Ready to pull your own hair out when you find a mat in your dog’s hair? There’s a solution for matted dog hair that may be as easy as looking inside your own pantry! Using cornstarch for matted dog hair is a DIY dog mat hack that my Goldendoodle sidekick, Happy-Go-Doodle Chloe, and I thought was share-worthy.
What’s the rub about mats?
If you’re the mom of a Goldendoodle, Poodle mix, or a long-haired dog, you’ve probably encountered a dog mat hiding behind a fluffy ear, underneath an “armpit,” or along the collar area. Even with consistent brushing, at-home grooming, or taking your fur baby for professional grooms, mats can happen.
The culprit is basically friction. Rubbing causes the hairs to tangle, and over time, the tangle turns into a mat—a combination of loose and attached hairs. Of course, preventing mats in the first place is ideal. But the reality is that mats can creep up quickly, so having dematting solutions at the ready is the next logical option in giving your dog a healthy coat.
So rather than pull your own hair out trying to tame the dog tangles, watch the video below for tips on how to use cornstarch for matted fur. Or read on for step-by-step instructions.
How to remove a dog mat using cornstarch
First of all, in my opinion, this hack is for detangling small mats. If your dog has large mats or is severely matted, it will be in your dog’s best interest to consult a trusted grooming professional or your vet. The last thing you want to do is tug at or pull on mats and potentially hurt your furry bestie.
Chloe’s mat was not close to the skin and was small—about the size of a quarter—so cornstarch and a comb were my tools of choice. Here are our step-by-step tips:
1. Gather your supplies ahead of time.
- Stainless steel dog comb
- Dog brush
- High-value treats
- Towel—if you’re concerned about the mess from cornstarch
Since the mat was small, I had good control and precision using first the wide-tooth end and then the narrow-tooth end of the stainless steel comb. However, a slicker brush would work too. I use the Chris Christensen brush because I think it’s the best brush for Goldendoodle grooming.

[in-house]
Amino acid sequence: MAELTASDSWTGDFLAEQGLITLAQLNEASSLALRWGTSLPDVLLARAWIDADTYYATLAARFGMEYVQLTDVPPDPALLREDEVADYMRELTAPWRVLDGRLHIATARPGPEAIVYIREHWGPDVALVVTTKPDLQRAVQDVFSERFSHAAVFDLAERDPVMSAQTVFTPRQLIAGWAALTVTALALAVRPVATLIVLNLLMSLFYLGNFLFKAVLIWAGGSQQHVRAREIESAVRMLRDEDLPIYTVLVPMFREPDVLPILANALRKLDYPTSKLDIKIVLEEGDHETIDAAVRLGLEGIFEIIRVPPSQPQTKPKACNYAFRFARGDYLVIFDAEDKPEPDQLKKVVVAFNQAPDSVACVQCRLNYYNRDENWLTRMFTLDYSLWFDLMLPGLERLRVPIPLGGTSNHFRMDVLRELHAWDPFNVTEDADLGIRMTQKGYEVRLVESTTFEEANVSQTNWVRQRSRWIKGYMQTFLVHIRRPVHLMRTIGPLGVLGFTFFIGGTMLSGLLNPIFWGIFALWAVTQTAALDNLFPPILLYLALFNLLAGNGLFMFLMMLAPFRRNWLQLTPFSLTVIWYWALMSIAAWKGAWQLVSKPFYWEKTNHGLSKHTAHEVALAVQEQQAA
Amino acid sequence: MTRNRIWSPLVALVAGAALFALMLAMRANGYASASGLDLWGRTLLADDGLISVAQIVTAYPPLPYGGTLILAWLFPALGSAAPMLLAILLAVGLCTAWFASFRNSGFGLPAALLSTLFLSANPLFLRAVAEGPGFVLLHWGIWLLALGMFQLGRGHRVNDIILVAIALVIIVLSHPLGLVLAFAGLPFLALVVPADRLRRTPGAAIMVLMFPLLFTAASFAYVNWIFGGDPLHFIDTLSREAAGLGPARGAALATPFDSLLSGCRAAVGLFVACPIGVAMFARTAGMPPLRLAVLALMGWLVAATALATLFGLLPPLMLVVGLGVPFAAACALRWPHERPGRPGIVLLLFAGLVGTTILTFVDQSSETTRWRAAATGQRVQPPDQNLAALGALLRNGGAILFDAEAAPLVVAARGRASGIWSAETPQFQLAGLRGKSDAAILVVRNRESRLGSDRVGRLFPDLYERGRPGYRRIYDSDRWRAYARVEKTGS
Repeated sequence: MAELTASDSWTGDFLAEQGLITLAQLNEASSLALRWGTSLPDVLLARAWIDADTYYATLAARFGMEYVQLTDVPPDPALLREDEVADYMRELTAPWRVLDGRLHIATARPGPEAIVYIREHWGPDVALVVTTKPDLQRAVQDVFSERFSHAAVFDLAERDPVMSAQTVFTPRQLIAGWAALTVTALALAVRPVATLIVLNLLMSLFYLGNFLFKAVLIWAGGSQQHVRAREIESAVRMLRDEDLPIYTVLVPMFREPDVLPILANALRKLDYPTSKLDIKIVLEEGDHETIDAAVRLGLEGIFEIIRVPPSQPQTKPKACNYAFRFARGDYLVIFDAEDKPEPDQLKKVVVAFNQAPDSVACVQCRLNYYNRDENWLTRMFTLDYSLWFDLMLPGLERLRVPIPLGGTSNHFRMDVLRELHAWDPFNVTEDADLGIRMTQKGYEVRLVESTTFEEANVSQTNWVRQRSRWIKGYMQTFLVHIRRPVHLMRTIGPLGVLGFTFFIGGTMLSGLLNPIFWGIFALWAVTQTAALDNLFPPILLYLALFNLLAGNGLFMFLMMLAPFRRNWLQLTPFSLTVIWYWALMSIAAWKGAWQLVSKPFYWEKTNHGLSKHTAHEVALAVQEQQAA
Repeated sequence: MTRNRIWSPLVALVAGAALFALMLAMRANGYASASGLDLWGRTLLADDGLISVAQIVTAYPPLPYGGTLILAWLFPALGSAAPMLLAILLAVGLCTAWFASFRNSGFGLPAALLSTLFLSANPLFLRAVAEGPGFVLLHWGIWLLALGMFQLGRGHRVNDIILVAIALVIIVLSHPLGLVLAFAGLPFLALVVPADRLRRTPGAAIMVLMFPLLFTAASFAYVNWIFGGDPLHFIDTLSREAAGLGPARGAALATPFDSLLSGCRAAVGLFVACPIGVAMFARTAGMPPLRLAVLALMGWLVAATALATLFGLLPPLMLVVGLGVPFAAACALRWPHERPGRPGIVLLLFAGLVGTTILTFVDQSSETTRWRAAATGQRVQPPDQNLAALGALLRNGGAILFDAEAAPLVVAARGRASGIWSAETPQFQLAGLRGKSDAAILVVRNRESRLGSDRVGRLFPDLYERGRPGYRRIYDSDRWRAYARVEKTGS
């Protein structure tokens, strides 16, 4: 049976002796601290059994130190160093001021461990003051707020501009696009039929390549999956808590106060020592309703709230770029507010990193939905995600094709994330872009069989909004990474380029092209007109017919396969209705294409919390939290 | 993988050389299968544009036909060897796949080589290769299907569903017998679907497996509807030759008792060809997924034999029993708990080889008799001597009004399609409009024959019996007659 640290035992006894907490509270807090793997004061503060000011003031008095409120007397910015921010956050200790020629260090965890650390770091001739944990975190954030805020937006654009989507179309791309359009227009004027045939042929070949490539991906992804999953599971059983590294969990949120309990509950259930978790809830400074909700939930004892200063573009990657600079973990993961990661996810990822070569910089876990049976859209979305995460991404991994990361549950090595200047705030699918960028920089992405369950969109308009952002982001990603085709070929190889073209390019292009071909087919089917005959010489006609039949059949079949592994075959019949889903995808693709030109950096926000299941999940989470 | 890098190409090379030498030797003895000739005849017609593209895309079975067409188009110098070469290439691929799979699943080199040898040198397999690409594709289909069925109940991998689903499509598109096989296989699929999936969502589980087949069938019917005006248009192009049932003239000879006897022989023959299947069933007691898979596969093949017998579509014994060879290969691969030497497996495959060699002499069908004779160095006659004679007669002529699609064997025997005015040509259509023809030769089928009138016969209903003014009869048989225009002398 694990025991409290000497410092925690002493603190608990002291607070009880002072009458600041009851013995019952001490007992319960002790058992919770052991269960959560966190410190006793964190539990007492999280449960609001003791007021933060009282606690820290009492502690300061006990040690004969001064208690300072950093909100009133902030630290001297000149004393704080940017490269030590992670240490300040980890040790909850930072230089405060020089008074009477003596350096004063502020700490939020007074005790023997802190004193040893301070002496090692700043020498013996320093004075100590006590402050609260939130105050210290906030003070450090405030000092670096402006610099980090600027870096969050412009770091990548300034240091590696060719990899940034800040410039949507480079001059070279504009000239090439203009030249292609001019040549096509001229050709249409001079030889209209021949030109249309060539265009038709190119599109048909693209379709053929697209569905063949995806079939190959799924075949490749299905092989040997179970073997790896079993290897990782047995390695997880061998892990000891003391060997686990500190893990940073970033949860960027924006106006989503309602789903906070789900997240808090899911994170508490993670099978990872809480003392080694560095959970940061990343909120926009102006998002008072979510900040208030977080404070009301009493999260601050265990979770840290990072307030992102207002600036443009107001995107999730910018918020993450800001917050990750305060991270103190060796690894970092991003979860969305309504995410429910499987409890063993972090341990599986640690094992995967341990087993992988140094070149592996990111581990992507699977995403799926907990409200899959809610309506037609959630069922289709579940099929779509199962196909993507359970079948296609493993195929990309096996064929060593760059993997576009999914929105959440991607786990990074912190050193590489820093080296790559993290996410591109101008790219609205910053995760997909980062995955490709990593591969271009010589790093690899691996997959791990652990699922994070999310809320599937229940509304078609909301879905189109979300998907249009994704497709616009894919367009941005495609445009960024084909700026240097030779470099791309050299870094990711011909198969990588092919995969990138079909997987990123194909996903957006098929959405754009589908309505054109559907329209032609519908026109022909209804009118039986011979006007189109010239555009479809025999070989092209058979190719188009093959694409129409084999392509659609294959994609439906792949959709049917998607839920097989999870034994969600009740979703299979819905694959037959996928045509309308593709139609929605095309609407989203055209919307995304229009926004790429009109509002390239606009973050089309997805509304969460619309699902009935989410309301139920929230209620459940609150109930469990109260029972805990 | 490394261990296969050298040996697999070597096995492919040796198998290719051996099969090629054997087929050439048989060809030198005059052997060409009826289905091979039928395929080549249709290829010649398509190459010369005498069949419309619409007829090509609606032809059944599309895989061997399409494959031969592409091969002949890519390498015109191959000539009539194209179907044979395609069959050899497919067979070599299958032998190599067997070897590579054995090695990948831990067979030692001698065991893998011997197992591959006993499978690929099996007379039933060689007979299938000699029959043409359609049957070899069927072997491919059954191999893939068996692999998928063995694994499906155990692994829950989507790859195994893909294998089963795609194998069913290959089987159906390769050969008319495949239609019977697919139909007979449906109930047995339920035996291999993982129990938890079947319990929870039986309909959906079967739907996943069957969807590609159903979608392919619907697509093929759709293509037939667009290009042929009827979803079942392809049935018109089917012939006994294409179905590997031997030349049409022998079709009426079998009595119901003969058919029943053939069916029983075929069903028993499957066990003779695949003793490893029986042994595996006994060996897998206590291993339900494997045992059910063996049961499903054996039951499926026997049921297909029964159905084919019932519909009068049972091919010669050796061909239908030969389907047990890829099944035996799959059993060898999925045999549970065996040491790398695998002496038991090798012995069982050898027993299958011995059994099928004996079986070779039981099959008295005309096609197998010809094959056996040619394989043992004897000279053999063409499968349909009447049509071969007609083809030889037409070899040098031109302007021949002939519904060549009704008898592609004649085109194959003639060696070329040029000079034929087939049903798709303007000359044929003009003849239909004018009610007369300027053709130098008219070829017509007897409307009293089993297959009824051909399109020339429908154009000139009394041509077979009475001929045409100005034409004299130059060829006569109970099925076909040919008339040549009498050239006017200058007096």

2. Find a spot in your home (or even outdoors) that’s comfy for your dog.
Chloe was happy to hop up on her grooming table that we use for at-home grooming. (Side note: If you’re interested in grooming your Goldendoodle at home, check out our tips and video on how to trim a Goldendoodle’s face. Suesan Watson, a groomer of the year at the Westminster Dog Show, demonstrates her techniques.)
I gave Chloe a peanut butter-filled Kong toy as a distraction. It kept her occupied and happy. (Warning: As integrative veterinarian Dr. Julie Buzby explains in her article on xylitol, some brands of peanut butter include this artificial sweetener that is highly toxic to dogs. Always check the label. Consult your vet if you’re not sure what treats to give your dog.)
Also, this is probably obvious, but it is worth mentioning: Cornstarch is messy! Choose a location that’s easy to clean or place a towel on your work surface.
3. Sprinkle cornstarch onto your dog’s mat.
I poured a little cornstarch into a Dixie® cup and used my fingers to sprinkle a liberal amount onto Chloe’s mat.
4. Hold the mat at the base (near the skin) with your fingers.
This will help prevent your dog from feeling an accidental tug. Also, I like to separate the matted hair a bit with my fingers.
5. Starting at the tip of the hair, comb or brush the mat and gently “work” the tangle out.
It’s important to start at the tip of the hair and comb it first. Then keep working toward the root. The cornstarch helps the comb glide through the mat.
6. Sprinkle more cornstarch on the mat if needed.
7. Keep it positive and give your dog lots of verbal praise.
Chloe didn’t even notice when I worked on the mat. She was totally focused on her treat.
8. Once you’ve worked the tangles out, smooth the hair by brushing or combing.
Then give your dog a high paw. You and your dog make a great team!
Other helpful tips for using cornstarch for matted dog hair
- If your fur baby has quite a few mats or is severely matted, talk with a professional groomer and come up with a plan that is least painful for your dog.
- Don’t give your dog a bath before removing mats. Water will tighten the mat and make it harder to detangle.
- Frequent grooming is your best defense against mats. For helpful hacks on brushing your dog, please check out my article, Goldendoodle Grooming 101, which includes my daily grooming infographic.
- Since Goldendoodles are a cross between a Poodle and Golden Retriever, coat types vary from straight to wavy to curly. This means some coats are more prone to matting and require significant daily care while other coats are easier to maintain. However, all Goldendoodles need frequent brushing to keep mats at bay.
Thanks for taking time out of your day to stop by and get the 4-1-1 on a dog mat hack that could help turn a “hairy” mess into a smooth success.
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Do you have tips for removing a mat from your dog’s hair?
Please comment below! It’s a joy to learn from each other.